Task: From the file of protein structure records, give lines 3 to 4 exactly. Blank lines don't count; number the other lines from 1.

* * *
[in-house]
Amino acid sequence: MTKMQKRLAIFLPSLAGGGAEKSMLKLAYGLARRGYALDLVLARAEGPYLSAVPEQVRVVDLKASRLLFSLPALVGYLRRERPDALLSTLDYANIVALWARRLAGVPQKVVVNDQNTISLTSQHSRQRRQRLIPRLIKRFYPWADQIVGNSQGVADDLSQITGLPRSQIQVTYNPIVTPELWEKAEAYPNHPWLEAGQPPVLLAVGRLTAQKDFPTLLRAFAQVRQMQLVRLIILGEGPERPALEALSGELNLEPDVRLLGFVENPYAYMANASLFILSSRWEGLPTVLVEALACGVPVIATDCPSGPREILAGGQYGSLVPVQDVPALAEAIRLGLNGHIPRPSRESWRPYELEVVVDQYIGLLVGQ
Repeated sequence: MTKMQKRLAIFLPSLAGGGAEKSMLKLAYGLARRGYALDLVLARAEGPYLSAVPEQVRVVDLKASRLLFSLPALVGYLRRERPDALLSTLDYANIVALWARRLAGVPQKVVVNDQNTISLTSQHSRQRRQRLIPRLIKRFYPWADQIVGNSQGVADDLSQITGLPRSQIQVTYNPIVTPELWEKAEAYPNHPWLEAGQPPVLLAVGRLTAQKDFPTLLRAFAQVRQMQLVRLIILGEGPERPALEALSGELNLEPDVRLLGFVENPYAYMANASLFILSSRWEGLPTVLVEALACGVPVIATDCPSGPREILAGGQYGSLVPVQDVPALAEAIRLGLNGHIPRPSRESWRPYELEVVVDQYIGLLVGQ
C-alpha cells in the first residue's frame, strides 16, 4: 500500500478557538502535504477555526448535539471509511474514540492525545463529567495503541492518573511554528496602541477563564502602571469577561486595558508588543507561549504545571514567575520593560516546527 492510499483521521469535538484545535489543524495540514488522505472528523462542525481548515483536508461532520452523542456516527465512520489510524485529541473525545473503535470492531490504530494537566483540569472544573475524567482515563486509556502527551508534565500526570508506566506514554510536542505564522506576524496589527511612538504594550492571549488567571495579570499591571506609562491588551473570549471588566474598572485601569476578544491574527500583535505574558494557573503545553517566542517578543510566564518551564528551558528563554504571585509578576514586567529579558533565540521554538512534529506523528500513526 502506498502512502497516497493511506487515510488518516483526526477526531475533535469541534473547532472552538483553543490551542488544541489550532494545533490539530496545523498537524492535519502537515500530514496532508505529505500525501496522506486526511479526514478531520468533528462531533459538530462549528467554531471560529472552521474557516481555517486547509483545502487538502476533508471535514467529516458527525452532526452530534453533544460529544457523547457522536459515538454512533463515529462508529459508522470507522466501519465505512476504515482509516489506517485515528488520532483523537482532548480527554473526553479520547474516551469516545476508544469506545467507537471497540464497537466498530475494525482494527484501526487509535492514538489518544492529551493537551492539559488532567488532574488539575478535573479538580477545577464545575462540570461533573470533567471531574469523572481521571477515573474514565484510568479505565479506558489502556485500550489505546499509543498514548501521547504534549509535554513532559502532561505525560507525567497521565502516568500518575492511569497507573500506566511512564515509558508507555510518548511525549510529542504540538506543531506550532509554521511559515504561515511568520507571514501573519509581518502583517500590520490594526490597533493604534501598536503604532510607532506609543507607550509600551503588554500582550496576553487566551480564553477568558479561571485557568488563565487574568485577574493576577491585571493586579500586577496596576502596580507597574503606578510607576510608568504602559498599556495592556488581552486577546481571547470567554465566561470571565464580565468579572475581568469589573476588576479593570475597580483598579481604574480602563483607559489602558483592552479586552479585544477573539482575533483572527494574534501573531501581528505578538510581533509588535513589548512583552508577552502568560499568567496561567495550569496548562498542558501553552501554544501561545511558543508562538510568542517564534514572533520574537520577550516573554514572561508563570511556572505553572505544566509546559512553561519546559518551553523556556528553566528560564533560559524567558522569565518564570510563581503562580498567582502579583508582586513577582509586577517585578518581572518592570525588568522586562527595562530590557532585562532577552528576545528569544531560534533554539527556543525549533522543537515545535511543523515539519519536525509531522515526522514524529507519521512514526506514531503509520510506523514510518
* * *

Repeated sequence: MTKMQKRLAIFLPSLAGGGAEKSMLKLAYGLARRGYALDLVLARAEGPYLSAVPEQVRVVDLKASRLLFSLPALVGYLRRERPDALLSTLDYANIVALWARRLAGVPQKVVVNDQNTISLTSQHSRQRRQRLIPRLIKRFYPWADQIVGNSQGVADDLSQITGLPRSQIQVTYNPIVTPELWEKAEAYPNHPWLEAGQPPVLLAVGRLTAQKDFPTLLRAFAQVRQMQLVRLIILGEGPERPALEALSGELNLEPDVRLLGFVENPYAYMANASLFILSSRWEGLPTVLVEALACGVPVIATDCPSGPREILAGGQYGSLVPVQDVPALAEAIRLGLNGHIPRPSRESWRPYELEVVVDQYIGLLVGQ
C-alpha cells in the first residue's frame, strides 16, 4: 500500500478557538502535504477555526448535539471509511474514540492525545463529567495503541492518573511554528496602541477563564502602571469577561486595558508588543507561549504545571514567575520593560516546527 492510499483521521469535538484545535489543524495540514488522505472528523462542525481548515483536508461532520452523542456516527465512520489510524485529541473525545473503535470492531490504530494537566483540569472544573475524567482515563486509556502527551508534565500526570508506566506514554510536542505564522506576524496589527511612538504594550492571549488567571495579570499591571506609562491588551473570549471588566474598572485601569476578544491574527500583535505574558494557573503545553517566542517578543510566564518551564528551558528563554504571585509578576514586567529579558533565540521554538512534529506523528500513526 502506498502512502497516497493511506487515510488518516483526526477526531475533535469541534473547532472552538483553543490551542488544541489550532494545533490539530496545523498537524492535519502537515500530514496532508505529505500525501496522506486526511479526514478531520468533528462531533459538530462549528467554531471560529472552521474557516481555517486547509483545502487538502476533508471535514467529516458527525452532526452530534453533544460529544457523547457522536459515538454512533463515529462508529459508522470507522466501519465505512476504515482509516489506517485515528488520532483523537482532548480527554473526553479520547474516551469516545476508544469506545467507537471497540464497537466498530475494525482494527484501526487509535492514538489518544492529551493537551492539559488532567488532574488539575478535573479538580477545577464545575462540570461533573470533567471531574469523572481521571477515573474514565484510568479505565479506558489502556485500550489505546499509543498514548501521547504534549509535554513532559502532561505525560507525567497521565502516568500518575492511569497507573500506566511512564515509558508507555510518548511525549510529542504540538506543531506550532509554521511559515504561515511568520507571514501573519509581518502583517500590520490594526490597533493604534501598536503604532510607532506609543507607550509600551503588554500582550496576553487566551480564553477568558479561571485557568488563565487574568485577574493576577491585571493586579500586577496596576502596580507597574503606578510607576510608568504602559498599556495592556488581552486577546481571547470567554465566561470571565464580565468579572475581568469589573476588576479593570475597580483598579481604574480602563483607559489602558483592552479586552479585544477573539482575533483572527494574534501573531501581528505578538510581533509588535513589548512583552508577552502568560499568567496561567495550569496548562498542558501553552501554544501561545511558543508562538510568542517564534514572533520574537520577550516573554514572561508563570511556572505553572505544566509546559512553561519546559518551553523556556528553566528560564533560559524567558522569565518564570510563581503562580498567582502579583508582586513577582509586577517585578518581572518592570525588568522586562527595562530590557532585562532577552528576545528569544531560534533554539527556543525549533522543537515545535511543523515539519519536525509531522515526522514524529507519521512514526506514531503509520510506523514510518